Starting your own business and making it grow is one of the most terrifying – and exhilarating – things you can do. Not only is it a huge leap in the dark with respect to your financial situation and lifestyle, but it also requires you to make a lot of decisions about how you are going to actually run the business. Here are four common issues that many of our small business clients encounter, particularly as they grow and become larger businesses:
1. Choice of Entity.
This is an important decision when starting a new business – to set up as a corporation, partnership, LLC, or sole proprietor. The answer involves many factors, including the type of business, industry, number of employees, number of partners, and long-term plans. It may be helpful if you review these factors with an experienced lawyer and/or accountant to determine the right structure for your business.
2. Employees v. Independent Contractor.
Another common issue, and one with potentially enormous long-term tax and legal implications, is whether the people who work for you are considered employees or independent contractors. If you make a mistake here, the consequences can be disastrous.
3. Noncompetition and Nonsolicitation.
Many industries are both highly competitive and afford for employee mobility. As a business owner in one of these fields, you need to make sure that the people you hire do not hurt your business if they leave. Agreements not to compete and not to solicit clients or other employees may be enforceable, but only in certain circumstances and only if drafted properly, with reasonable restrictions on geographical distance, time duration, and scope.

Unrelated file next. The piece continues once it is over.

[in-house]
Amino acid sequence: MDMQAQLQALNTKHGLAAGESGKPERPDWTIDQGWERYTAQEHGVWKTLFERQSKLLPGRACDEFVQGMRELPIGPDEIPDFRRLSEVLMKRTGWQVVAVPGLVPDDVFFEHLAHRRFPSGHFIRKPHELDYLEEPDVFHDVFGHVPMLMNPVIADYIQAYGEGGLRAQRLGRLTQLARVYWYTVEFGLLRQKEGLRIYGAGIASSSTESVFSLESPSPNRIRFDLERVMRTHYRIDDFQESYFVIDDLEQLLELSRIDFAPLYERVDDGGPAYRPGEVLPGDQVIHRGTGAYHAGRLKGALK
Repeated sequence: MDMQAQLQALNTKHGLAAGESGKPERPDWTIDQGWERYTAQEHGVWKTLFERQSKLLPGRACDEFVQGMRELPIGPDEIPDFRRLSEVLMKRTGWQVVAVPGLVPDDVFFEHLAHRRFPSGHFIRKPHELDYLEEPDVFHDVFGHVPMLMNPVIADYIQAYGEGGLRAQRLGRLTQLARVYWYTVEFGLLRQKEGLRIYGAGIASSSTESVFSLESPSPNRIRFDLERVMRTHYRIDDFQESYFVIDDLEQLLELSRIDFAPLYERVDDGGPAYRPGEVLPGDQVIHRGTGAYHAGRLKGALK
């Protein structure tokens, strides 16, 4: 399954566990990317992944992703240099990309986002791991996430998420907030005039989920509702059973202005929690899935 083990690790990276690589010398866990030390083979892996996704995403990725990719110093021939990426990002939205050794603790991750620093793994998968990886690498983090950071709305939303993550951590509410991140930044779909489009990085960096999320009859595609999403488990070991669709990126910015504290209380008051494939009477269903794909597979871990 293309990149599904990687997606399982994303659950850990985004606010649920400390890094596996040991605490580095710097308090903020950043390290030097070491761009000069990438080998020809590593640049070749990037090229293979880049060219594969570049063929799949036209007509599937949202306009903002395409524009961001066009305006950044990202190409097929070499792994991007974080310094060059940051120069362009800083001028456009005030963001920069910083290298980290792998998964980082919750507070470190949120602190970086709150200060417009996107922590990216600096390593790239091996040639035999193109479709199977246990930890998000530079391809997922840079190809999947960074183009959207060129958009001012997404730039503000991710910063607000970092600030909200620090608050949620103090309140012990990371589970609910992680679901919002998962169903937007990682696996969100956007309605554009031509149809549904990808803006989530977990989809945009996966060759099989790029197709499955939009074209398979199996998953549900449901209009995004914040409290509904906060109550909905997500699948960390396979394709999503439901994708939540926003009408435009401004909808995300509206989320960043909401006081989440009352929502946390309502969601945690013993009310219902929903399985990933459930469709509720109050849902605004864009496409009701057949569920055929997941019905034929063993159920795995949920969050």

4. Conflict Resolution – Settle or Fight.
If you own a small business, then you will have to deal with this issue someday. Many conflicts arise with former employees or over customer contracts. The simple solution is to avoid expensive and unpredictable litigation if possible. It will be helpful to have an attorney on your side who can help you navigate through conflict issues, while keeping eyes both on the bottom line and the result that you want to see.
For assistance with any legal needs related to your business, or any other business or estate planning needs, contact Fournier Legal Services for a free consultation at email@example.com or 860.670.3535.
Joe received his law degree from the University of North Carolina–Chapel Hill School of Law and his Accounting degree from the University of Rhode Island. He is admitted to practice law in Connecticut, Massachusetts, and Rhode Island, and he is a CPA. He is an Adjunct Professor and lecturer at the University level and has been a frequent speaker on business planning and legal matters.
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